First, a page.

Last Updated Jul 6, 2014 7:00 PM EDT
JERUSALEM - Israeli authorities on Sunday announced the arrests of several Jewish suspects in the death of a Palestinian teenager who was abducted and burned alive last week, marking a major breakthrough in a case that has sparked violent protests in Arab areas of Jerusalem and northern Israel.
In a joint statement, Israeli police and the Shin Bet security agency said the suspects were arrested early Sunday. They remained in custody and were being interrogated by Shin Bet.
While the statement did not say how many suspects were in custody, an official speaking on condition of anonymity because the investigation was ongoing said they numbered six in total.
The announcement shed new light on a case that has gripped the country's attention since Mohammed Abu Khdeir, 16, was abducted outside his home in east Jerusalem early Wednesday and his charred remains were found in a Jerusalem forest shortly afterward. Palestinians immediately accused Jewish extremists of killing Abu Khdeir to avenge the earlier kidnapping and killings of three Israeli teens.
Police had investigated various motives for Abu Khdeir's death, including criminal or personal motives. But officials said Sunday they believed the killers acted on "nationalistic" grounds.
The official described the suspects as young males, including several minors, and said they came from Jerusalem, the nearby city of Beit Shemesh and Adam, a West Bank settlement near Jerusalem.
He said police had located a car used by the suspects, and that security camera footage allegedly showing parts of the abduction in recent days did not help police. During the investigation, however, police learned of an attempting kidnapping the previous day of a young child in the same east Jerusalem neighborhood and concluded the incidents were linked.
News of Abu Khdeir's death triggered violent protests in the east Jerusalem neighborhood where he lived, as angry crowds destroyed light-rail train stations, clashed with police and littered roads with stones and debris. The unrest spread to Arab areas of northern Israel over the weekend.
In east Jerusalem, home to the most violent protests over the teen's death, Abu Khdeir's family said news of the arrests brought them little joy.
"I don't have any peace in my heart, even if they captured who they say killed my son," said his mother, Suha. "They're only going to ask them questions and then release them. What's the point?
"They need to treat them the way they treat us. They need to demolish their homes and round them up, the way they do it to our children," she added.
His father, Hussein, said the family still had not been officially informed of any arrests. "Even if they rounded up all of Israel, they will not bring my son back," he said.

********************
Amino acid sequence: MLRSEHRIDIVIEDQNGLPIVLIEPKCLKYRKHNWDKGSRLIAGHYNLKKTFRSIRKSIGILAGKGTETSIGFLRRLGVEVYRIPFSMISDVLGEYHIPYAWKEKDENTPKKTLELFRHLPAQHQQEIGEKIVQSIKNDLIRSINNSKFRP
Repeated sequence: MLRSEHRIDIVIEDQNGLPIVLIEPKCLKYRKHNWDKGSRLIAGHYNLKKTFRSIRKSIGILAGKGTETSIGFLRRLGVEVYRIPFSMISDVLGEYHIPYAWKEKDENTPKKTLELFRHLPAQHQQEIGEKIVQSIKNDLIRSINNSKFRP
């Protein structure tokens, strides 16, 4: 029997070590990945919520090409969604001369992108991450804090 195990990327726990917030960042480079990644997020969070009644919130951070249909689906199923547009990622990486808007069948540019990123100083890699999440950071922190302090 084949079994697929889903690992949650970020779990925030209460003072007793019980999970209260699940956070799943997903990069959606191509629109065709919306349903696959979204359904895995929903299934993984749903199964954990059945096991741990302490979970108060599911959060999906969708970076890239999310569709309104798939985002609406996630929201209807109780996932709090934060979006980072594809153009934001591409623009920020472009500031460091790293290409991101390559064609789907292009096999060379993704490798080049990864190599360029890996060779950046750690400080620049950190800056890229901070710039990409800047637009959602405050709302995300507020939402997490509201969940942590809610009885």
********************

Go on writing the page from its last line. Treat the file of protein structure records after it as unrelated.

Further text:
Palestinians have alleged that Abu Khdeir was killed by Jewish extremists to avenge the killings of the three Israeli teenagers, who were abducted in the West Bank on June 12. Their bodies were found last week, and Abu Khdeir was killed just hours after their funeral.
Adding to the tensions, Palestinian militants in the Gaza Strip have stepped up rocket attacks on southern Israel, drawing Israeli airstrikes in retaliation. At midday Sunday, militants fired eight more rockets into Israel, the military said. Overnight, Israel had carried out airstrikes on 10 sites in Gaza.
Prime Minister Benjamin Netanyahu said Sunday that Israel would act calmly and responsibly in the face of rising Israeli-Palestinian hostilities.
"Experience proves that in moments like these, one must act calmly and responsibly, not hysterically and hastily," Netanyahu said at the opening of his weekly Cabinet meeting.
His statement came after weekend clashes between Israeli police and demonstrators in Jerusalem and Arab towns in northern Israel following Abu Khdeir's death. On Sunday, Tariq Abu Khdeir, a 15-year-old Palestinian-American who was badly injured in clashes with Israeli police, was sentenced to nine days of home detention.
His parents say Tariq Abu Khdeir, who goes to school in Florida, was beaten Thursday by Israeli police during clashes over the killing of Mohammed Abu Khdeir. The two youths were cousins.
His face covered in bruises, Tariq told CBS News that he was trying to run away from the clashes when Israeli security forces grabbed him.
"They punched me, they kicked me, they kicked me in my face. They made sure I wasn't able to see anything. I wasn't even breathing," he said.
"They didn't stop. They were carrying me and still kicking me and punching me. Even when I was unconscious," he said.
He said he was haunted by thoughts of his murdered cousin.
"I can still remember his voice in my head," Tariq said. It's like he's still here. Just that like nobody can see him."